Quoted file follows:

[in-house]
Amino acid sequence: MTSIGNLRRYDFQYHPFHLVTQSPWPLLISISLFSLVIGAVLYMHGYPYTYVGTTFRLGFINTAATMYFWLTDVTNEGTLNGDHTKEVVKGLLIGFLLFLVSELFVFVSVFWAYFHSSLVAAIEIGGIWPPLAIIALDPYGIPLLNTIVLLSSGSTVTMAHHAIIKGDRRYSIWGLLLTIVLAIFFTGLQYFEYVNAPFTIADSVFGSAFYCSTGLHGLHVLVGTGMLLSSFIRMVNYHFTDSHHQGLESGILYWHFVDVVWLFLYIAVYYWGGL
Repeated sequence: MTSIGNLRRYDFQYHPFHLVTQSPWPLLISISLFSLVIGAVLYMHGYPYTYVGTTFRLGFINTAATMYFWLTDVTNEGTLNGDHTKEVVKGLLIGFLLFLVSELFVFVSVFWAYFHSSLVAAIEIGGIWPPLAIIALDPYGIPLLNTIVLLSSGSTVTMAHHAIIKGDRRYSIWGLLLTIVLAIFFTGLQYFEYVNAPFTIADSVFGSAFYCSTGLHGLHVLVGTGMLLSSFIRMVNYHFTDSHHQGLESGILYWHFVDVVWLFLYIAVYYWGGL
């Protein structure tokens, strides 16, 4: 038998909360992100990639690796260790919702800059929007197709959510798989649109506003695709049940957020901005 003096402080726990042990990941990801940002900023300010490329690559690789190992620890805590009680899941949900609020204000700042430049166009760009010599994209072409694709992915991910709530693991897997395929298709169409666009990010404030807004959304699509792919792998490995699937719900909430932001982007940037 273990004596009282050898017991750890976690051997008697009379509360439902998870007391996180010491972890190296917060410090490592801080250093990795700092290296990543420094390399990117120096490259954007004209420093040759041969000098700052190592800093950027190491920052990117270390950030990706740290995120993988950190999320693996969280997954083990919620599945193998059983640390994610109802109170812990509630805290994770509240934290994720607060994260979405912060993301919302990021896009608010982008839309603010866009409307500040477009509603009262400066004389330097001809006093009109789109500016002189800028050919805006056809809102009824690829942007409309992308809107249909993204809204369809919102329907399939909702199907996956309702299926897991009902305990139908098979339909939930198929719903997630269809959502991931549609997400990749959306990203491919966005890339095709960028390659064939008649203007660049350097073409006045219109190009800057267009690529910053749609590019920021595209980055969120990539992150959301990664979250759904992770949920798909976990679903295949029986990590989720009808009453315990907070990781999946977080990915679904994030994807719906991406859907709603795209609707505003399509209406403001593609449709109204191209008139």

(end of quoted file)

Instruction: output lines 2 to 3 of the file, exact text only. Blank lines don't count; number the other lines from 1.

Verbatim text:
Amino acid sequence: MTSIGNLRRYDFQYHPFHLVTQSPWPLLISISLFSLVIGAVLYMHGYPYTYVGTTFRLGFINTAATMYFWLTDVTNEGTLNGDHTKEVVKGLLIGFLLFLVSELFVFVSVFWAYFHSSLVAAIEIGGIWPPLAIIALDPYGIPLLNTIVLLSSGSTVTMAHHAIIKGDRRYSIWGLLLTIVLAIFFTGLQYFEYVNAPFTIADSVFGSAFYCSTGLHGLHVLVGTGMLLSSFIRMVNYHFTDSHHQGLESGILYWHFVDVVWLFLYIAVYYWGGL
Repeated sequence: MTSIGNLRRYDFQYHPFHLVTQSPWPLLISISLFSLVIGAVLYMHGYPYTYVGTTFRLGFINTAATMYFWLTDVTNEGTLNGDHTKEVVKGLLIGFLLFLVSELFVFVSVFWAYFHSSLVAAIEIGGIWPPLAIIALDPYGIPLLNTIVLLSSGSTVTMAHHAIIKGDRRYSIWGLLLTIVLAIFFTGLQYFEYVNAPFTIADSVFGSAFYCSTGLHGLHVLVGTGMLLSSFIRMVNYHFTDSHHQGLESGILYWHFVDVVWLFLYIAVYYWGGL